The Globe and Mail (Toronto)'s Scores

For 5,145 reviews, this publication has graded:
  • 47% higher than the average critic
  • 3% same as the average critic
  • 50% lower than the average critic
On average, this publication grades 2.7 points lower than other critics. (0-100 point scale)
Average Movie review score: 61
Highest review score: 100 Kafka
Lowest review score: 0 Far and Away
Score distribution:
5145 movie reviews
  1. In the world of pulp movies, where horror, westerns and Asian exploitation borrow and blend with each other, there's a point where the cross-genre mishmash begins to feel like gobbledegook. That's definitely the case with Sukiyaki Western Django.
  2. The premise of Child's Play, in which the murderer is a much-merchandised doll patterned after cartoon characters known as Good Guys, is long overdue. Unfortunately, the package in which the present arrives is often too little, sometimes too much, and always too late. [11 Nov 1988]
    • The Globe and Mail (Toronto)
  3. This is the kind of picture that is faux subtle when it should be bold, and really ham-handed when it should be delicate.
  4. Where this PG-rated adaptation of a hit Broadway show, adapted by Adam Shankman falls down is by being far too mild for its supposedly outrageous subject.
  5. There's a scientific law to be discerned here that producers would be well to heed: Mediocre movies start to drag as soon as the action speeds up; when the explosions start, they fall to pieces.
  6. Comes close to collapsing under the weight of drawn-out scenes and an earnest story that piles on minor themes and subplots, but the energy and visual kick of the band numbers saves the day.
    • 36 Metascore
    • 50 Critic Score
    Wobbles like a punch-drunk fighter. It never finds its legs, but allows Ryan -- whose wardrobe looks like Erin Brockovich crossed with Barbarella -- the space to do what she does best: turn on the charm, and make audiences wonder why she's slumming in such a lame storyline.
  7. There’s little here to improve upon the stilted quality of the original, and it’s even more cumbersomely plotted.
  8. With no help from the dialogue, Kidman doesn't have a clue how to make clueless interesting. Not for lack of trying. Her efforts, which often consist of channelling Elizabeth Montgomery by way of Marilyn Monroe, are painful but insistent.
  9. A layabout movie -- not risibly bad, just relentlessly sub-par.
    • 33 Metascore
    • 50 Critic Score
    When Uptown Girls isn't trying to play up its wacky high jinks -- and those tend to be so weak they can't possibly float the film -- it stoops to the kind of psychological character development films this shallow should really avoid like the plague.
    • 39 Metascore
    • 50 Critic Score
    Full of poop and pratfalls, Daddy Day Care's abrasive marketing campaign promises a fresh slice of hell. So for it not to cause physical pain to any viewer over the age of five is a considerable achievement.
  10. Throbbing musical crescendos and flickery flashbacks abound but apart from some outlandish plot machinations, nothing here is good or bad enough to be memorable.
  11. Ambitious but generic martial-arts movie.
  12. A wild, reckless, gleefully immoral work of pop nihilism.
  13. There are the usual gaggle of embarrassing friends, a lot of voice-over and montages, a wedding, a funeral and wait … something’s missing. Oh, right. Hugh Grant.
  14. No matter how you judge it -- as a strict morality play or simply a psychological thriller -- Apt Pupil just doesn't make the grade.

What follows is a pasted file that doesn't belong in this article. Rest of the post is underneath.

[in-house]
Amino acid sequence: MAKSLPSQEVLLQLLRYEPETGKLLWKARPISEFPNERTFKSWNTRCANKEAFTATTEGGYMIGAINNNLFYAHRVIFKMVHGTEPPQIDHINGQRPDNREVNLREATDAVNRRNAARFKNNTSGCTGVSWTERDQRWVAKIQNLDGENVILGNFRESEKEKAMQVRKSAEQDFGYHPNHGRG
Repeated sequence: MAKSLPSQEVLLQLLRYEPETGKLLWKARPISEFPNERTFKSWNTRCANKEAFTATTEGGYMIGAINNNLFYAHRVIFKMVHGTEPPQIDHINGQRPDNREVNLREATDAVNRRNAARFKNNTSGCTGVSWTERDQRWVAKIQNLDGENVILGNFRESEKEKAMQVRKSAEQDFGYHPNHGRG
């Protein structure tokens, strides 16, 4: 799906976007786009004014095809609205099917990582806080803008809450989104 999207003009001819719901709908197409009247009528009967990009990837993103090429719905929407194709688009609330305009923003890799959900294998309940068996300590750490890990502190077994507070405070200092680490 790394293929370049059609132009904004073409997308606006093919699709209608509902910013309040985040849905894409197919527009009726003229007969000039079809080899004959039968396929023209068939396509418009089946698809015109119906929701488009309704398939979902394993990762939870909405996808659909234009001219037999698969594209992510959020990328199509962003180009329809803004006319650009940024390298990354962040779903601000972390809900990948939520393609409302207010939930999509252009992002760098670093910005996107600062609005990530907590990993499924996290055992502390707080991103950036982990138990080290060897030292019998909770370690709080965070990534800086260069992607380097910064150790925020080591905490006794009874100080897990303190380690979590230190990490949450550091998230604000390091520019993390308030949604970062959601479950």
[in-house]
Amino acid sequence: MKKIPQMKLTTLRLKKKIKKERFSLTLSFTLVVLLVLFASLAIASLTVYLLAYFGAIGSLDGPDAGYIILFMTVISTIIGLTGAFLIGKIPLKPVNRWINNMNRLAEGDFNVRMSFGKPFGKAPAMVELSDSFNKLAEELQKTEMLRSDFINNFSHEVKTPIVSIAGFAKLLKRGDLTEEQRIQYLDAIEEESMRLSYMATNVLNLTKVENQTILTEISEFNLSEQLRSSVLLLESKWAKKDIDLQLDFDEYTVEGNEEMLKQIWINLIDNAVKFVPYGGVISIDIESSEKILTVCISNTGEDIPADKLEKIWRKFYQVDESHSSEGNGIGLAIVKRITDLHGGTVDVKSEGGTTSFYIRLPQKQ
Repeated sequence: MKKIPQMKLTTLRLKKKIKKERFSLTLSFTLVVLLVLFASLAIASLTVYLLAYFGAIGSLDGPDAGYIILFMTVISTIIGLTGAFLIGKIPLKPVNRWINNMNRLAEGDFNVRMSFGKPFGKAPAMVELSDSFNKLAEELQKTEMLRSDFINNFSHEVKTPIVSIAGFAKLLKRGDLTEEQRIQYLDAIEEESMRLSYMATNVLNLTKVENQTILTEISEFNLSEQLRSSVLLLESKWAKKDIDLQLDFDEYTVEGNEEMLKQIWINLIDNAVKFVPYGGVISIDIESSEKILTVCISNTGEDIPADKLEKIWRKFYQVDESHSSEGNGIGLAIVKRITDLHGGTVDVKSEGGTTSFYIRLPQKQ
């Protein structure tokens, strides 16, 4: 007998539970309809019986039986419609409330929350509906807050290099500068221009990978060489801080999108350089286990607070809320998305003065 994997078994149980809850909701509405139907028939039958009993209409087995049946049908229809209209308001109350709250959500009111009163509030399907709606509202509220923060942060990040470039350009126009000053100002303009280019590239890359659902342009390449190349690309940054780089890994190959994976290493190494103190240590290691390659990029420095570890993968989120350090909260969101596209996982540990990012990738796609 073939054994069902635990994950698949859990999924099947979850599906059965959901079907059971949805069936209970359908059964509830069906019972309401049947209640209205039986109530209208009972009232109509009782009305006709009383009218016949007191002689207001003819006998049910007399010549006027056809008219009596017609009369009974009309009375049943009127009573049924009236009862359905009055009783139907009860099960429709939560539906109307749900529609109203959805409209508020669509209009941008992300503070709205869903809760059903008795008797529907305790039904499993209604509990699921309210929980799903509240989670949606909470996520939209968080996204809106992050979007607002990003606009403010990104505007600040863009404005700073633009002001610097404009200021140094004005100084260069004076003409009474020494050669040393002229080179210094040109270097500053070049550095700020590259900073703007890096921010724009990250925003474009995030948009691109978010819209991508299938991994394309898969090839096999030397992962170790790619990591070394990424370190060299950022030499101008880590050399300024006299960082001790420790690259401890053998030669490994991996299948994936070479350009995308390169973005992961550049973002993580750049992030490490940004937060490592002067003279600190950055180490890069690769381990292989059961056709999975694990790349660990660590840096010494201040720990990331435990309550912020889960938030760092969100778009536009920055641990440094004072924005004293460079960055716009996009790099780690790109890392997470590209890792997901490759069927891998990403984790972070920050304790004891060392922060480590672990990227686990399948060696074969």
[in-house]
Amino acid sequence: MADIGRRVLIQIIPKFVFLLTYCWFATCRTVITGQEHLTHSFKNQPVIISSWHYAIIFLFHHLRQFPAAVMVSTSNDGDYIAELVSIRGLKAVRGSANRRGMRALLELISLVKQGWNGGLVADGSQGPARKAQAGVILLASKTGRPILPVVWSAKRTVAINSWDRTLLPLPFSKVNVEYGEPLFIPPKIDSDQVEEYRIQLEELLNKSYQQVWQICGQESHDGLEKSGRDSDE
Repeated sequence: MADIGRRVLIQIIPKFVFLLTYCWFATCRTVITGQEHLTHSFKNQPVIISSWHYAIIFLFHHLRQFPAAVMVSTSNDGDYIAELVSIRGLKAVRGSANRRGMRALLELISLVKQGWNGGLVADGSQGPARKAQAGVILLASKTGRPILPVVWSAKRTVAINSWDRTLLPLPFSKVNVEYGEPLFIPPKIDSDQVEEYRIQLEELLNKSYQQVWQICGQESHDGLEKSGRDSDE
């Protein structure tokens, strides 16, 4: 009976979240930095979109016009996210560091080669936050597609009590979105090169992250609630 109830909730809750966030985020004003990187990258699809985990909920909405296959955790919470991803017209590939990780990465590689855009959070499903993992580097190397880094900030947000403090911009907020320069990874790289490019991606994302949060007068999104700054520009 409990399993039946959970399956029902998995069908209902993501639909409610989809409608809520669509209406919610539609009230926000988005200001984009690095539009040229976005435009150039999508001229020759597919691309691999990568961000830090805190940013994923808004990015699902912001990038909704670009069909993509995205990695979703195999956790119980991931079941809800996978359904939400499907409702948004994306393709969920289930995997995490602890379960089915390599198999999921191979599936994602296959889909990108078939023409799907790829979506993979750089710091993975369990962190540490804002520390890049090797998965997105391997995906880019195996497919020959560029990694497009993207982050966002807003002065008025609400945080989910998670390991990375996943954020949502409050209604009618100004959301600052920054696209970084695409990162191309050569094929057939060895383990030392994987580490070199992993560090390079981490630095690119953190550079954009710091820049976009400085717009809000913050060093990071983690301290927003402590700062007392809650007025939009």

15. Sometimes, a strong premise makes for a weak movie, which ends up drowning in its own clever conceit.
  16. Lola Versus is all Greta all the time, a bonanza for fans and proof that Gerwig's easy offbeat charm, obvious smarts and physical comedy gifts can carry a film.
  17. Under better circumstances, Cooper might be said to have stolen the picture outright. But as it is, and compelling as he is, there's just nothing here to steal.
    • 41 Metascore
    • 50 Critic Score
    On screen, the result feels stagey and cramped, as though the film had been "adjusted for your TV set" before going to video. [13 Dec 1996]
    • The Globe and Mail (Toronto)
  18. Light to the point of disposability, Sweet Home Alabama is a small screwball comic idea that spins out far too long.
  19. In the role, Lawrence dominates. Red Sparrow is stylish and tense enough, but the writing is run-of-the-mill and the film lacks the soul of something like the Nikita movies. The watchability comes from Lawrence.
  20. The Mosquito Coast is a work of consummate craftsmanship and it's spectacularly acted, down to the smallest roles (Martha Plimpton as a classically obstreperous preacher's daughter, for example), but its field of vision is as narrow and eventually as claustrophobic as Allie's. [28 Nov 1986]
    • The Globe and Mail (Toronto)
  21. Dealing with such heavy matters as death, faith and forgiveness, the film wants to be a classic-in-the-making, but it just doesn’t hit the emotional and narrative cues necessary for such a weighty job.
  22. As for Vaughn, he seems exhausted by his strenuous efforts to bring a few sparks of spontaneity to such an overcalculated Christmas product.
    • 50 Metascore
    • 50 Critic Score
    Having no emotional stakes leaves me cold, and leaves three cheeky actors with nothing to play. These characters are staring down death. They should be raging against the dying of the light, not going gently into their early-bird supper.
  23. Rude, lewd and occasionally in the nude, The Hangover brings a collection of fresh faces to the familiar raucous male-bonding comedy.
  24. A story only slightly more complex than your average episode of "Friends."
  25. The emotional geometry is familiar enough to be credible yet odd enough to be creepy.

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